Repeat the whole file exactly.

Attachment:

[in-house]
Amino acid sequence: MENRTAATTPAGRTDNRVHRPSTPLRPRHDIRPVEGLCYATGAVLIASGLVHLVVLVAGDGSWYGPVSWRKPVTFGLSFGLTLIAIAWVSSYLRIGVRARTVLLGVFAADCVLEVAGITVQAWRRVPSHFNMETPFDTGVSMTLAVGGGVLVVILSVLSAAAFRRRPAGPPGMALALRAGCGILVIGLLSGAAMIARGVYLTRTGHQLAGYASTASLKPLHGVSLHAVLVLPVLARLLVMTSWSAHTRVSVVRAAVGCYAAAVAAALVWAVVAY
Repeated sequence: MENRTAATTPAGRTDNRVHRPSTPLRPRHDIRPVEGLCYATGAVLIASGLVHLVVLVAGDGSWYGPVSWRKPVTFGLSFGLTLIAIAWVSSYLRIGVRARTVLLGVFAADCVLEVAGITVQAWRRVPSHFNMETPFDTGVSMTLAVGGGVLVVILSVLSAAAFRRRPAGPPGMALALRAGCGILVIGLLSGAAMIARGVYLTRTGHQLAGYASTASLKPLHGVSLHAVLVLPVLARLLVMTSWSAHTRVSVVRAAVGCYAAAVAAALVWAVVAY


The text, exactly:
[in-house]
Amino acid sequence: MENRTAATTPAGRTDNRVHRPSTPLRPRHDIRPVEGLCYATGAVLIASGLVHLVVLVAGDGSWYGPVSWRKPVTFGLSFGLTLIAIAWVSSYLRIGVRARTVLLGVFAADCVLEVAGITVQAWRRVPSHFNMETPFDTGVSMTLAVGGGVLVVILSVLSAAAFRRRPAGPPGMALALRAGCGILVIGLLSGAAMIARGVYLTRTGHQLAGYASTASLKPLHGVSLHAVLVLPVLARLLVMTSWSAHTRVSVVRAAVGCYAAAVAAALVWAVVAY
Repeated sequence: MENRTAATTPAGRTDNRVHRPSTPLRPRHDIRPVEGLCYATGAVLIASGLVHLVVLVAGDGSWYGPVSWRKPVTFGLSFGLTLIAIAWVSSYLRIGVRARTVLLGVFAADCVLEVAGITVQAWRRVPSHFNMETPFDTGVSMTLAVGGGVLVVILSVLSAAAFRRRPAGPPGMALALRAGCGILVIGLLSGAAMIARGVYLTRTGHQLAGYASTASLKPLHGVSLHAVLVLPVLARLLVMTSWSAHTRVSVVRAAVGCYAAAVAAALVWAVVAY